The Hammer Throw Dead Zone

There are a few genuine treasure troves of coaching information available free online. The first is Hammer Notes, which I devoured when I was first learning the hammer. For better or worse, it remains a great way to survey the current theories of hammer training 30 years after its initial publication. The other is the free online archive of New Studies in Athletics, the IAAF’s official technical publication. In browsing it the other day I came across a 2001 analysis of the current IAAF hammer throw cage by a team of Japanese researchers including Olympic and world champion Koji Murofushi.

The hammer throw sector and cage has various changes over the past 60 century. The hammer throw was once thrown without a cage and with a 90 degree sector. Now it is thrown with an immense cage and a 34.92º sector. The new cage was introduced in 2004 and the sector in 2002. Both have been met with skepticism by athletes, cost complaints from clubs, and a warm welcome from risk managers.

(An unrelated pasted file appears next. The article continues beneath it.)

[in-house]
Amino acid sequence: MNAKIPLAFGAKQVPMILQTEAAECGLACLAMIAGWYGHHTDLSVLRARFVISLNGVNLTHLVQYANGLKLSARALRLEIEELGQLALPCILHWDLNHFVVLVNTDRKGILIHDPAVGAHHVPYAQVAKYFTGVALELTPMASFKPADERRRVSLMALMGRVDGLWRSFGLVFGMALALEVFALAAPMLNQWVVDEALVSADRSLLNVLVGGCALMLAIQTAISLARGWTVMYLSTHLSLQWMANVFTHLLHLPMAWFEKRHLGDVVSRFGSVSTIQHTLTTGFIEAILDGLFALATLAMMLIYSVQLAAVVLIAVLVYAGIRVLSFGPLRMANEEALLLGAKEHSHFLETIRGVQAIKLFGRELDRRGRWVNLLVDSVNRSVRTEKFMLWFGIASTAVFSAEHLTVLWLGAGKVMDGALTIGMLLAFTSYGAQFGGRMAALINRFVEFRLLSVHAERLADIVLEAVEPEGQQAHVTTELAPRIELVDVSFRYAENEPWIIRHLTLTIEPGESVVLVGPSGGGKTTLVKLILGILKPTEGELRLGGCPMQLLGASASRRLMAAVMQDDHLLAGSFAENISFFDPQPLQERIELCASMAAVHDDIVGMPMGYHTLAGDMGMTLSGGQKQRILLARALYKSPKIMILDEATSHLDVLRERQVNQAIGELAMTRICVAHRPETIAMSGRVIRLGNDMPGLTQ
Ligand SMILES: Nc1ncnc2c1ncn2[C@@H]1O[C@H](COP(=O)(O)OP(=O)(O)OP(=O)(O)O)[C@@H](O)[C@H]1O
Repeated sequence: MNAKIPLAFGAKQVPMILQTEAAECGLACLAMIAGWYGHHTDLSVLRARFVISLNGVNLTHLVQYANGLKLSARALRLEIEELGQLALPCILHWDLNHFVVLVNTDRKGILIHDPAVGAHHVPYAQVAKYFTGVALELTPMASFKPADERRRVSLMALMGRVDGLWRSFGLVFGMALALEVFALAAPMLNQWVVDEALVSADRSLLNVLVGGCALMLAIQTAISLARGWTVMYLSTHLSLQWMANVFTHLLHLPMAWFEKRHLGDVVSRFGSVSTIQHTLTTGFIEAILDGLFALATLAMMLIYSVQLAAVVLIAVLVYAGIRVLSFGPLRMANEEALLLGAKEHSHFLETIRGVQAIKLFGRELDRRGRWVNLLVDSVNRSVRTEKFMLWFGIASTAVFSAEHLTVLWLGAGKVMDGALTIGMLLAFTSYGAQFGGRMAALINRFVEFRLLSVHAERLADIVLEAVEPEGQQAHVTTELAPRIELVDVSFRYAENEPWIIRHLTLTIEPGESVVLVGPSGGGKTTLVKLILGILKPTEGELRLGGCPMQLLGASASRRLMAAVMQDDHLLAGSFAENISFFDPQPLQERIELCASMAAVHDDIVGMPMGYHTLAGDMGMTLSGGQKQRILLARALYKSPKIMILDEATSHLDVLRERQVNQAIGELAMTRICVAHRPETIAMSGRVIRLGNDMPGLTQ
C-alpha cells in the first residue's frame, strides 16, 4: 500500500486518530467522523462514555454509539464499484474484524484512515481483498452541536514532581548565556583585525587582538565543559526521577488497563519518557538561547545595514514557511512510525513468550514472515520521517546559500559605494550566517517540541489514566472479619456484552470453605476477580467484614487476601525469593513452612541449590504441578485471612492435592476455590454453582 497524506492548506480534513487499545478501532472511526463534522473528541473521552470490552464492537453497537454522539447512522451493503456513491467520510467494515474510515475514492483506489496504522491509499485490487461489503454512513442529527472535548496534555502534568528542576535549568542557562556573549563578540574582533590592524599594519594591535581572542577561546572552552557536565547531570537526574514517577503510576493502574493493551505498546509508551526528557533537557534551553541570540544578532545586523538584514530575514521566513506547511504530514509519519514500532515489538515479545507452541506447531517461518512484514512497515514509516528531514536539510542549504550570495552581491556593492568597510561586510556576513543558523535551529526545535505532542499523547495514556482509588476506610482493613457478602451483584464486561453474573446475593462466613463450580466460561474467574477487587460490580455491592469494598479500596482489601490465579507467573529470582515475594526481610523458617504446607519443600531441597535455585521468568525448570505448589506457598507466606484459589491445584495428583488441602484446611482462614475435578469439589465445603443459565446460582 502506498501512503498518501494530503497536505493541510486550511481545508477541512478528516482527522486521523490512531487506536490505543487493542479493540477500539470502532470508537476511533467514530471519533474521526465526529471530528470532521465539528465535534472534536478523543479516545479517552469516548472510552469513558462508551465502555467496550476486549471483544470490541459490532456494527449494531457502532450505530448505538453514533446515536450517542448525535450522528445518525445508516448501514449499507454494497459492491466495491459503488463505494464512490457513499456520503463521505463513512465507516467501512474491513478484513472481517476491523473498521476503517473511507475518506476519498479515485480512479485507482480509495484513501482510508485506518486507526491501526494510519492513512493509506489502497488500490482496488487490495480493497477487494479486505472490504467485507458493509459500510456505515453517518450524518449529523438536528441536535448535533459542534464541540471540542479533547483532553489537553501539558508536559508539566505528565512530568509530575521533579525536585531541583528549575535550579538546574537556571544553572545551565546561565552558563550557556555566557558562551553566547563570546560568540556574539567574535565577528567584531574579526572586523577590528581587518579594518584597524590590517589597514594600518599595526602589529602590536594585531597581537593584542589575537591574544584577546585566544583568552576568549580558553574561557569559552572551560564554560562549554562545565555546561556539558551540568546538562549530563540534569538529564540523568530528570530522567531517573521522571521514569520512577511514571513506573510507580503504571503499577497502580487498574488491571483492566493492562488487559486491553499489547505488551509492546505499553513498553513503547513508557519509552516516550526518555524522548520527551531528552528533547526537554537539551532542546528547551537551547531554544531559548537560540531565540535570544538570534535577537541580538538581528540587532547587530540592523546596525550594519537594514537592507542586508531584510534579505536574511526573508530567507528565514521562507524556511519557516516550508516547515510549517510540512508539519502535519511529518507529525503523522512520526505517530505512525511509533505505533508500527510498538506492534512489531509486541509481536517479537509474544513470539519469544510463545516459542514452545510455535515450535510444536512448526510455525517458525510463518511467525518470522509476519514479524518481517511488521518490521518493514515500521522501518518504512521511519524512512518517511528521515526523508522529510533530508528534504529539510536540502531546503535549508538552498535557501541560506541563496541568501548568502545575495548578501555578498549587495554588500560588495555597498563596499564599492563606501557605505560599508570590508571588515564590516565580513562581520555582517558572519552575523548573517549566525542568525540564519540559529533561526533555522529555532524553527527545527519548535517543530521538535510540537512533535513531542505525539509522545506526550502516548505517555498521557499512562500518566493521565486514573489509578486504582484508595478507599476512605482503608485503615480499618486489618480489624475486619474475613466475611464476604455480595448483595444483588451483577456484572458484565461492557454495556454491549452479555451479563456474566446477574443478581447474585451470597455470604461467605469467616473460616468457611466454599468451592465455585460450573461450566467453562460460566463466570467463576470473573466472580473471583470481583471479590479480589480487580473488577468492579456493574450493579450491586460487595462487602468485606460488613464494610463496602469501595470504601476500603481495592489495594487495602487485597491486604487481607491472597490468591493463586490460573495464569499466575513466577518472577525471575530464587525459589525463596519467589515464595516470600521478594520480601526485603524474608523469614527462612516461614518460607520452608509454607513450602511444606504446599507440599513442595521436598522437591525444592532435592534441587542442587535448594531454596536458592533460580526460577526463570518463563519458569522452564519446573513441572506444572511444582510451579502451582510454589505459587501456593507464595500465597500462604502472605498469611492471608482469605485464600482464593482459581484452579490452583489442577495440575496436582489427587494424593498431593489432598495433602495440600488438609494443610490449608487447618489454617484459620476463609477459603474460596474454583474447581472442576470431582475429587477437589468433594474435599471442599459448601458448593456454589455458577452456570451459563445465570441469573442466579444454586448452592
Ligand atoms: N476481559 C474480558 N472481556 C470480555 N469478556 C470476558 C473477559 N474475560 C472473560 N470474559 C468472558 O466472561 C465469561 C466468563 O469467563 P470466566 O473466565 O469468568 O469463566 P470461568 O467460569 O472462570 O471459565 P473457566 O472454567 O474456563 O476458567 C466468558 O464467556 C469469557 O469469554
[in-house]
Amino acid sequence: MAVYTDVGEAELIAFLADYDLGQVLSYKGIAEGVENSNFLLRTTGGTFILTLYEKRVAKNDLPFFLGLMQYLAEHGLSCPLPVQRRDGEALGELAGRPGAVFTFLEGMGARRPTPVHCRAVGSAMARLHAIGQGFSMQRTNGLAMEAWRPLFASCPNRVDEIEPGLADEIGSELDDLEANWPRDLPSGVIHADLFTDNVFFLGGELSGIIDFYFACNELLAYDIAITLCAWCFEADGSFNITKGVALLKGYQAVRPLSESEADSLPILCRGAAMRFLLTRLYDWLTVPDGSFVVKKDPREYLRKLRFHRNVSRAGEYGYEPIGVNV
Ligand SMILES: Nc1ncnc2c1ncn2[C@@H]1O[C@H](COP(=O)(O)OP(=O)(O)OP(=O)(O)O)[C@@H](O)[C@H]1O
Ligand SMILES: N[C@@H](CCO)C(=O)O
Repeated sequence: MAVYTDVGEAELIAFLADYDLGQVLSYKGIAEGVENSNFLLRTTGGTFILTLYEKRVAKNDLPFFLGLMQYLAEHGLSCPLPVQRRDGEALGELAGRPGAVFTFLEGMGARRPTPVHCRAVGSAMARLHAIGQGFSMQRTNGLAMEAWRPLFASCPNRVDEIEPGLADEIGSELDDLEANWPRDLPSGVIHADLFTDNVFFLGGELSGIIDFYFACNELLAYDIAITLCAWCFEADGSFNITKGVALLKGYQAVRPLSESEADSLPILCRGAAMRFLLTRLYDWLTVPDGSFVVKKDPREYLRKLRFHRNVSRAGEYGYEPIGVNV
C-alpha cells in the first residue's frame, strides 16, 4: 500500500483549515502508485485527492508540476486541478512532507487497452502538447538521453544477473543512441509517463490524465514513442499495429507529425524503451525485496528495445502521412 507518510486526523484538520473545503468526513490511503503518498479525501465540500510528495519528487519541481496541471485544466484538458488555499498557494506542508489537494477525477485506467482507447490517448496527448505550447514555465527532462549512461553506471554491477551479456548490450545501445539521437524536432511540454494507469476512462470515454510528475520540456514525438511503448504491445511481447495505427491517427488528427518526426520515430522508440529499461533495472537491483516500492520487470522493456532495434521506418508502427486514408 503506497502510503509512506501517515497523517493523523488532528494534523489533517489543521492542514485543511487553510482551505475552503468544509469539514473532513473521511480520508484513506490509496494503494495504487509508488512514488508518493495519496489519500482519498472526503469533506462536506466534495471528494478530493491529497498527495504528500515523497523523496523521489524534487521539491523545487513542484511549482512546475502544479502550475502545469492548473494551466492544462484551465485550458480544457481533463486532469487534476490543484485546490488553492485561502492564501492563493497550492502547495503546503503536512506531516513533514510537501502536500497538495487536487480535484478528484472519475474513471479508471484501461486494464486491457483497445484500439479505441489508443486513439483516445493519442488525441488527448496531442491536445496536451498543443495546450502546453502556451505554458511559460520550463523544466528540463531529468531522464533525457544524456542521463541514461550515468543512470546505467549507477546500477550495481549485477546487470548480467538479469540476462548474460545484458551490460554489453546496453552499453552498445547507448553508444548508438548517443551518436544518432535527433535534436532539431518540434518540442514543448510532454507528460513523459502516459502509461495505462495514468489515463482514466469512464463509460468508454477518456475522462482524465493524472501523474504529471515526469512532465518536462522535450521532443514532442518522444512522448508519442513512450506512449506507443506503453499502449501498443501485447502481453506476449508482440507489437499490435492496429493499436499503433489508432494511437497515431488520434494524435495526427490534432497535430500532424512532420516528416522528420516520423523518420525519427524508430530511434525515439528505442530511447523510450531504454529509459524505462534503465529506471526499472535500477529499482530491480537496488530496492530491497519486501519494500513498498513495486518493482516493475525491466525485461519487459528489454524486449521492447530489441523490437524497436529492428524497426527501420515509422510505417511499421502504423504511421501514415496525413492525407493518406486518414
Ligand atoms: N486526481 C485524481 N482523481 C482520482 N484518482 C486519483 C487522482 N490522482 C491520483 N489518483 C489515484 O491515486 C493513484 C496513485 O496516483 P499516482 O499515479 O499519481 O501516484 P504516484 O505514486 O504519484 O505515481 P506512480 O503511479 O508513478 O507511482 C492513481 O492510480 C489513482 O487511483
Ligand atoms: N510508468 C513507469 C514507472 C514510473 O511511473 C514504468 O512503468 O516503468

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4 replies
  1. Zach Hazen
    Zach Hazen says:

    So glad to see this brought up. Its been bugging me for a while. Of course many less official cages are grossly better or worse than the official cages. I would think the IAAF would be able to do trigonometry and have a reasonable design. You have to make some assumptions about release point, but at the end of the day its just drawing straight lines. Christ, get an intern with 1 week of CAD experience to figure it out! (Or just listen to the Murofushi Clan)

    Reply
  2. Jerry
    Jerry says:

    “Looking at the footwork of the top throwers also shows that they have a curve through the ring that was not as prevalent 20 years ago. It helps them line up their throw to land in the sector without hitting either side of the cage.”

    I wonder if this “curve” has any effect on artificially limiting the distance or diminishing the throwers power. Very thought provoking article.

    Reply
  3. Gary England
    Gary England says:

    Some of the recent 30 cage doors seem to have been designed poorly as I know of a few that have been destroyed under high wind.

    Reply

Trackbacks & Pingbacks

  1. […] Bingisser posted a great article on his blog a couple of weeks ago titled The Hammer Throw Dead Zone.  In it he talks about research done by Koji Murofushi and others that shows that the current IAAF […]

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